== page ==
How CAPS Protects your Confidentiality
Services obtained through Counseling and Psychological Services (CAPS) are confidential, in keeping with ethical standards for mental health professionals and applicable state laws. Although CAPS is part of Univeristy of the Pacific, no records or information about clients will be released except in the following instances:
- When a client reports abuse or neglect of a child, a report must be made to the appropriate state authority/agency.
- When a client reports abuse of a dependent adult or elderly person, a report must be made to the appropriate state authority/agency.
- When a client is deemed by the therapist to be a threat to her/himself, a specific other, or the property of another, the therapist must comply with the law and make necessary reports to the appropriate authority/agency and/or individuals potentially affected.
- At times, CAPS may receive a court order from a judge compelling the release of client records.
- CAPS may release necessary and relevant information to related parties/departments on campus as specified in the Informed Consent Form.
Disclosure of Confidential Information (Release of Written Records)
Client Access to Records
Clients wanting access to their psychotherapy record must submit a request to CAPS. Staff will do their best to meet the student's request in accordance with California state law. A summary of a client's course of treatment may be provided directly to another relevant provider. Except on rare occasions, a client's entire record is not typically released to the client, especially when such access might entail substantial risk of adverse consequences for the client. If information from the record is released to the client, the therapist will give verbal explanation of the content, in plain language, to the client.
Refusal to Release Records to a Client
In those instances when a therapist has determined that showing clients their records would be detrimental, the therapist involved may still provide a verbal paraphrase of the contents of the record to the client if doing so would be helpful. When the request to inspect and/or obtain copies of all or part of a record is denied, there shall be a written entry in the record noting the date of the request, the reason(s) for refusal, and a description of the specific adverse consequences anticipated. Additionally, any client whose request for records is denied will be informed by the Director in writing that s/he has the right to designate a licensed psychiatrist, psychologist, or other licensed mental health professionals as the recipient of the record.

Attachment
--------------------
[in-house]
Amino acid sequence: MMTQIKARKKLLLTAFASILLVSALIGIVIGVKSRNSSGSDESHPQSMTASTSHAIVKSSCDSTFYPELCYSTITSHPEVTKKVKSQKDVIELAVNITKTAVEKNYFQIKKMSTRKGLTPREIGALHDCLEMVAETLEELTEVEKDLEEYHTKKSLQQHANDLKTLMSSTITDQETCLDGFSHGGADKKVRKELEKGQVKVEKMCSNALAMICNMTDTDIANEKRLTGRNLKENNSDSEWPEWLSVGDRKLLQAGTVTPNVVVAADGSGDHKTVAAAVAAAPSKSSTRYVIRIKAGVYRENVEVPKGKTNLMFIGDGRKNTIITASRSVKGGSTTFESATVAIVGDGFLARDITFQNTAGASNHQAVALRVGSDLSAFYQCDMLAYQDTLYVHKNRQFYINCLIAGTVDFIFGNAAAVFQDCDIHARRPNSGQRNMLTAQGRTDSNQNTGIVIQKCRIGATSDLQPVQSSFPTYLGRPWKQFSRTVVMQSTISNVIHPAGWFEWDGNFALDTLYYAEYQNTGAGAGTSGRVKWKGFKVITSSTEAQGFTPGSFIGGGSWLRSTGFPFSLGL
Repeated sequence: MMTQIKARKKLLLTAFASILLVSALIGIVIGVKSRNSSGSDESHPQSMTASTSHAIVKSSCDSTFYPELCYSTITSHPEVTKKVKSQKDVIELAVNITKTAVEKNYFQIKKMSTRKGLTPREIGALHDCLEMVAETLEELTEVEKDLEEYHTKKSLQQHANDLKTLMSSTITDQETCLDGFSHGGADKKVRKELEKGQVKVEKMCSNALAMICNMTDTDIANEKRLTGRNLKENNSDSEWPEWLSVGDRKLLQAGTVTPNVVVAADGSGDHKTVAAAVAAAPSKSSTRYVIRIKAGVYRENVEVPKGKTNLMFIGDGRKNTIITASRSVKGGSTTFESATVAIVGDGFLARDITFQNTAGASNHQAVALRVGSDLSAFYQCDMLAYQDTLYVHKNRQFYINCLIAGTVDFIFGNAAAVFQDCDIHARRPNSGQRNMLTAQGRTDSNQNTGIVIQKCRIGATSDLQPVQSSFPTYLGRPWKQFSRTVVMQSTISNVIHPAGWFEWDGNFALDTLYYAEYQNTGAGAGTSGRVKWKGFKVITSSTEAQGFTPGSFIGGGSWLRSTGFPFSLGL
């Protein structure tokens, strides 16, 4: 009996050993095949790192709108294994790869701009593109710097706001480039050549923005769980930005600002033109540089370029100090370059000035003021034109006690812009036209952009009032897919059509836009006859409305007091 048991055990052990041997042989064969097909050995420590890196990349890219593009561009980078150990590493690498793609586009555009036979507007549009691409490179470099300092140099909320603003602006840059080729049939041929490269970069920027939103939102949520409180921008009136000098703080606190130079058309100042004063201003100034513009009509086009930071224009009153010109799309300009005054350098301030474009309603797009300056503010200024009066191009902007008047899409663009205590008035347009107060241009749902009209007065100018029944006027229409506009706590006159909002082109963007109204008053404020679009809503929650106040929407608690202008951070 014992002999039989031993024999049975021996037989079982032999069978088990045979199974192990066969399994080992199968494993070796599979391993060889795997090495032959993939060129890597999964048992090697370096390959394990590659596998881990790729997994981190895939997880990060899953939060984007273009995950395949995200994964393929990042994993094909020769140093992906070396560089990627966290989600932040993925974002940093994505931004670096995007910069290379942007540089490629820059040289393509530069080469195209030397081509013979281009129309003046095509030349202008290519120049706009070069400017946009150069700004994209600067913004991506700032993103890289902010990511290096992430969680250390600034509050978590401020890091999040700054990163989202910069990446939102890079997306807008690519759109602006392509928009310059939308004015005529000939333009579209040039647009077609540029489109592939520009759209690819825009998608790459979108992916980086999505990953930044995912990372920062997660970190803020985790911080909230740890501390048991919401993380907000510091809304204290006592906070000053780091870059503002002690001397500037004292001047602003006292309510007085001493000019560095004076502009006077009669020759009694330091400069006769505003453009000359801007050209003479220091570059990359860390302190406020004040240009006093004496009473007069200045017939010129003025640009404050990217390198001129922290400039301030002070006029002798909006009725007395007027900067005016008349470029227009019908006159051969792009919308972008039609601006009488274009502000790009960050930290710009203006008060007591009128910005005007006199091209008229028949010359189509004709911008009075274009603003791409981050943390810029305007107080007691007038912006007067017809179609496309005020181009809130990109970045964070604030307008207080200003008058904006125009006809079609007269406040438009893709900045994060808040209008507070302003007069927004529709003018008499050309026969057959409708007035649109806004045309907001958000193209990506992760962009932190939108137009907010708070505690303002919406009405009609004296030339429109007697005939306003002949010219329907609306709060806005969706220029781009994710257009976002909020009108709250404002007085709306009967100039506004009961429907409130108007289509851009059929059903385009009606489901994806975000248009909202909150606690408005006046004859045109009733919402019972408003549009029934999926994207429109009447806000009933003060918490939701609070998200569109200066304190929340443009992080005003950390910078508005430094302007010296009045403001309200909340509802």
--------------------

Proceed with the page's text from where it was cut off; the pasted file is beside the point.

Records of Minors Consenting for Treatment
Minor clients eligible to consent for their own treatment (as outlined above) have the same rights with regard to accessing records as adult clients. In these cases, their parents or guardians do not have access to their records without the minor's written consent.
Parental Access to Records of a Minor When the Parent is Consenting for Treatment
In general, therapists working with minors will inform parents at the outset of treatment that therapy is most effective when clients are assured confidentiality. Thus, parents will be encouraged not to review the records of their minor but instead rely on periodic verbal reports from the therapist. All efforts should be made for the therapist and parent(s) to have an agreement in place from the outset of treatment as to the nature and scope of information to be shared.
Parents or guardians who give their consent for counseling will not have access to the minor's record if it is determined that providing access would have a detrimental effect on the therapist's professional relationship with the minor.
Disclosure of Confidential Information to Third Parties
Any current client who wants information about her/his record to be released to a third party must complete a written consent form. In general, consent for the release of information is valid for 12 months after signing (unless otherwise specified on the form); however, the client may revoke consent in writing at any time.
In instances where a third party presents a release of information form to CAPS signed by a former client, the Director or her designee will attempt to contact the former client to ensure that her/his signature for release of information is valid and to discuss the nature and scope of information that the client wants to be released, prior to releasing any information to the third party.
In instances where a client's record is being subpoenaed, the Director is responsible for verifying that the subpoena is legitimate. If the subpoena is legitimate, the Director will attempt to contact the client to confirm that s/he wants records released. The record will be reviewed to determine the information which can be released and information (e.g., records from an outside agency) which may not be released. The Director or her designee will then copy the appropriate information from the record and send it to the requesting party.
In instances of a court order for release of records, CAPS will attempt to contact the client to discuss the nature and scope of information being requested. If there is information in the record which is not deemed relevant to the nature of the court case, the Director or her designee will attempt to discuss the release of record with the judge to request that irrelevant portions of the record not be released.